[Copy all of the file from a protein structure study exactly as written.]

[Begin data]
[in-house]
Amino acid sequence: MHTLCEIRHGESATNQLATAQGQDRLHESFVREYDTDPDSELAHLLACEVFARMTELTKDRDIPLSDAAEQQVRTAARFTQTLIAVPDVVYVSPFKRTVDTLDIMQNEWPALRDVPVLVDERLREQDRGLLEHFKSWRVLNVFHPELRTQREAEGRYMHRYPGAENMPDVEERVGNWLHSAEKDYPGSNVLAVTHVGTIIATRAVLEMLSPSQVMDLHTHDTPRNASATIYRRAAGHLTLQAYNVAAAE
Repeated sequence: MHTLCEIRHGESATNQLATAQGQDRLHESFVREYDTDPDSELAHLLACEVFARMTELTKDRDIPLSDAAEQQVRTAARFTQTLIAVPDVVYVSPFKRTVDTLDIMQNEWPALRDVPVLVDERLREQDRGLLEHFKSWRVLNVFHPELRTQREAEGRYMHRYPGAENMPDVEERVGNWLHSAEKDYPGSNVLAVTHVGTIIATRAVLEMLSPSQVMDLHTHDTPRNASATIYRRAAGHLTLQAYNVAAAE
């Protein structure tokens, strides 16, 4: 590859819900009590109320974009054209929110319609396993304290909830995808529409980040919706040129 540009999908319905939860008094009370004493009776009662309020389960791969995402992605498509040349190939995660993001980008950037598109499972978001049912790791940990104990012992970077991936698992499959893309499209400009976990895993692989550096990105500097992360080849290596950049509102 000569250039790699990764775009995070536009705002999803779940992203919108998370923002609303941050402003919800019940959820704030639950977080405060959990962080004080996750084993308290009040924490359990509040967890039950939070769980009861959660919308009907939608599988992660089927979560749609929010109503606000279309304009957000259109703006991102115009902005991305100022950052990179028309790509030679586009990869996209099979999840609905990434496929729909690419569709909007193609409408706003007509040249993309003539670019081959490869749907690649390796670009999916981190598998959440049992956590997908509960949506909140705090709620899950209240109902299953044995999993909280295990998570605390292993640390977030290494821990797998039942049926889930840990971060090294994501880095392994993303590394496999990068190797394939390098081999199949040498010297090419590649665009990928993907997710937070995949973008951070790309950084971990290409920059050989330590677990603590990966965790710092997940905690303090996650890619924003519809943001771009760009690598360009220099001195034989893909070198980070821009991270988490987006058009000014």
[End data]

[in-house]
Amino acid sequence: MHTLCEIRHGESATNQLATAQGQDRLHESFVREYDTDPDSELAHLLACEVFARMTELTKDRDIPLSDAAEQQVRTAARFTQTLIAVPDVVYVSPFKRTVDTLDIMQNEWPALRDVPVLVDERLREQDRGLLEHFKSWRVLNVFHPELRTQREAEGRYMHRYPGAENMPDVEERVGNWLHSAEKDYPGSNVLAVTHVGTIIATRAVLEMLSPSQVMDLHTHDTPRNASATIYRRAAGHLTLQAYNVAAAE
Repeated sequence: MHTLCEIRHGESATNQLATAQGQDRLHESFVREYDTDPDSELAHLLACEVFARMTELTKDRDIPLSDAAEQQVRTAARFTQTLIAVPDVVYVSPFKRTVDTLDIMQNEWPALRDVPVLVDERLREQDRGLLEHFKSWRVLNVFHPELRTQREAEGRYMHRYPGAENMPDVEERVGNWLHSAEKDYPGSNVLAVTHVGTIIATRAVLEMLSPSQVMDLHTHDTPRNASATIYRRAAGHLTLQAYNVAAAE
């Protein structure tokens, strides 16, 4: 590859819900009590109320974009054209929110319609396993304290909830995808529409980040919706040129 540009999908319905939860008094009370004493009776009662309020389960791969995402992605498509040349190939995660993001980008950037598109499972978001049912790791940990104990012992970077991936698992499959893309499209400009976990895993692989550096990105500097992360080849290596950049509102 000569250039790699990764775009995070536009705002999803779940992203919108998370923002609303941050402003919800019940959820704030639950977080405060959990962080004080996750084993308290009040924490359990509040967890039950939070769980009861959660919308009907939608599988992660089927979560749609929010109503606000279309304009957000259109703006991102115009902005991305100022950052990179028309790509030679586009990869996209099979999840609905990434496929729909690419569709909007193609409408706003007509040249993309003539670019081959490869749907690649390796670009999916981190598998959440049992956590997908509960949506909140705090709620899950209240109902299953044995999993909280295990998570605390292993640390977030290494821990797998039942049926889930840990971060090294994501880095392994993303590394496999990068190797394939390098081999199949040498010297090419590649665009990928993907997710937070995949973008951070790309950084971990290409920059050989330590677990603590990966965790710092997940905690303090996650890619924003519809943001771009760009690598360009220099001195034989893909070198980070821009991270988490987006058009000014």